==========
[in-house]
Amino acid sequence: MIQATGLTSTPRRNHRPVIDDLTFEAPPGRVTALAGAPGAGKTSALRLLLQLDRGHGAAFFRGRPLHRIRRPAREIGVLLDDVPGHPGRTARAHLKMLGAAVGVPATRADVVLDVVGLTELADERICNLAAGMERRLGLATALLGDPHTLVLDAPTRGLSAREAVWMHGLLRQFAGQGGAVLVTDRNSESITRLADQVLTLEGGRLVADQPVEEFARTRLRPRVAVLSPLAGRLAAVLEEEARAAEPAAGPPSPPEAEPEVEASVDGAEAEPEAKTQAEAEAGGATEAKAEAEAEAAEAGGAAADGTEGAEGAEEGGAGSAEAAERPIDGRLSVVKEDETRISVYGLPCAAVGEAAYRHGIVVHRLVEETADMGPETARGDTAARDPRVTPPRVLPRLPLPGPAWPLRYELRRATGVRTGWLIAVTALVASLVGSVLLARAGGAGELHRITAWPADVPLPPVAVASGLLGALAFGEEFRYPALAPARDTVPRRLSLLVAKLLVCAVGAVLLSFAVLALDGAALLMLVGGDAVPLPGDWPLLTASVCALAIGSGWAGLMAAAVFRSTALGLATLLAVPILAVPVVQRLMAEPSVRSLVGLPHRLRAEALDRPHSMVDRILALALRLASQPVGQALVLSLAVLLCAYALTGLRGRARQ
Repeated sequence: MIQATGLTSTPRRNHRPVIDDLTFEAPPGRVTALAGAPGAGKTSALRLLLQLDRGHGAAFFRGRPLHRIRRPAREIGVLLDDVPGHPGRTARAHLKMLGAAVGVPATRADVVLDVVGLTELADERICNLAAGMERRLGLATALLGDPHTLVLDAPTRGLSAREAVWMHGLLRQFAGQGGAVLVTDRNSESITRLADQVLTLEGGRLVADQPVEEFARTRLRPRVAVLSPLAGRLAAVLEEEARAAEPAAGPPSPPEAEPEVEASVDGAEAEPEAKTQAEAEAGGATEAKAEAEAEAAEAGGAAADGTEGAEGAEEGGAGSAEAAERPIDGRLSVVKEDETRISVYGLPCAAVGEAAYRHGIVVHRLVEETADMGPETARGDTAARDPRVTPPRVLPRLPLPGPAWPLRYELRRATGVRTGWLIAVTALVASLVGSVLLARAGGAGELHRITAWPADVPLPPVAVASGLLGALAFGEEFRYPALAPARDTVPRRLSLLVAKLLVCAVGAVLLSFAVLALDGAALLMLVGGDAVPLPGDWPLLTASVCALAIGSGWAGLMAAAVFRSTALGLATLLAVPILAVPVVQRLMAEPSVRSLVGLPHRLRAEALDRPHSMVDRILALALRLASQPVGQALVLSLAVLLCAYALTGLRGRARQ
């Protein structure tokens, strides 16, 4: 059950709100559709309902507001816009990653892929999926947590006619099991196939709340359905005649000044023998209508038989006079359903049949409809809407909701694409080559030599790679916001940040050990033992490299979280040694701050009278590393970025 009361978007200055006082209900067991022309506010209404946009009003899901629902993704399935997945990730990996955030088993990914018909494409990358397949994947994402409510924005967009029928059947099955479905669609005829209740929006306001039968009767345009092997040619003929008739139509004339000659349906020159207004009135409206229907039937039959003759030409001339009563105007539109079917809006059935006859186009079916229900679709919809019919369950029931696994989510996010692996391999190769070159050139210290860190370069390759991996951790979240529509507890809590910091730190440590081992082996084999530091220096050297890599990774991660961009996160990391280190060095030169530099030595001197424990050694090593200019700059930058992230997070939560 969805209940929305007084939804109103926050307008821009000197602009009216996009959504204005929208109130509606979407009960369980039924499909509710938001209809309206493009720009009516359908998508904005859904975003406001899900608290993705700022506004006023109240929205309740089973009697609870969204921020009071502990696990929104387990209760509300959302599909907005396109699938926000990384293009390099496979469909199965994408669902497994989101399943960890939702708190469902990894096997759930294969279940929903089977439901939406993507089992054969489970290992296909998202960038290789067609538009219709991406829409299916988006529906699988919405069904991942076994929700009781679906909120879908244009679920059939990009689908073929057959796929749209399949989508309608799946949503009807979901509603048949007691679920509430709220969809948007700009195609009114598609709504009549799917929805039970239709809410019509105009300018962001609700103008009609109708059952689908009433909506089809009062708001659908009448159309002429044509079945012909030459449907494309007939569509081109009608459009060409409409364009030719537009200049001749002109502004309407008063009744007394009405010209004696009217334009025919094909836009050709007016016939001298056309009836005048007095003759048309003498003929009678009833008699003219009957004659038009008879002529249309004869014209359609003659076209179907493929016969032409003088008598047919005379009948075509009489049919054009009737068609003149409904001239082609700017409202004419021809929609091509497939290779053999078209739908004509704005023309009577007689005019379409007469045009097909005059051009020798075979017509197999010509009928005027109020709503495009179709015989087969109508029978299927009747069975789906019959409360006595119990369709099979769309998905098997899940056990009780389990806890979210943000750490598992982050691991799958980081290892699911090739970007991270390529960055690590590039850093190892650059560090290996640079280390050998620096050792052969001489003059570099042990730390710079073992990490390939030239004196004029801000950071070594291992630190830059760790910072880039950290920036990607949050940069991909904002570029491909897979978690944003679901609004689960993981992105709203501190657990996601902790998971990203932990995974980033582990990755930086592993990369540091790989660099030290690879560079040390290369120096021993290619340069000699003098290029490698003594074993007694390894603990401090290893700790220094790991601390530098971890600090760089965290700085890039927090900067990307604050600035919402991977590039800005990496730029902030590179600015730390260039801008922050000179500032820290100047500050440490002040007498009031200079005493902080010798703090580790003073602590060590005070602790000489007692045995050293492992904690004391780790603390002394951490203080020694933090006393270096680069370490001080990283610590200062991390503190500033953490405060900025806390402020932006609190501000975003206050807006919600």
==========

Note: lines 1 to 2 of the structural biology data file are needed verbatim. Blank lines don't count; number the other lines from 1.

[in-house]
Amino acid sequence: MIQATGLTSTPRRNHRPVIDDLTFEAPPGRVTALAGAPGAGKTSALRLLLQLDRGHGAAFFRGRPLHRIRRPAREIGVLLDDVPGHPGRTARAHLKMLGAAVGVPATRADVVLDVVGLTELADERICNLAAGMERRLGLATALLGDPHTLVLDAPTRGLSAREAVWMHGLLRQFAGQGGAVLVTDRNSESITRLADQVLTLEGGRLVADQPVEEFARTRLRPRVAVLSPLAGRLAAVLEEEARAAEPAAGPPSPPEAEPEVEASVDGAEAEPEAKTQAEAEAGGATEAKAEAEAEAAEAGGAAADGTEGAEGAEEGGAGSAEAAERPIDGRLSVVKEDETRISVYGLPCAAVGEAAYRHGIVVHRLVEETADMGPETARGDTAARDPRVTPPRVLPRLPLPGPAWPLRYELRRATGVRTGWLIAVTALVASLVGSVLLARAGGAGELHRITAWPADVPLPPVAVASGLLGALAFGEEFRYPALAPARDTVPRRLSLLVAKLLVCAVGAVLLSFAVLALDGAALLMLVGGDAVPLPGDWPLLTASVCALAIGSGWAGLMAAAVFRSTALGLATLLAVPILAVPVVQRLMAEPSVRSLVGLPHRLRAEALDRPHSMVDRILALALRLASQPVGQALVLSLAVLLCAYALTGLRGRARQ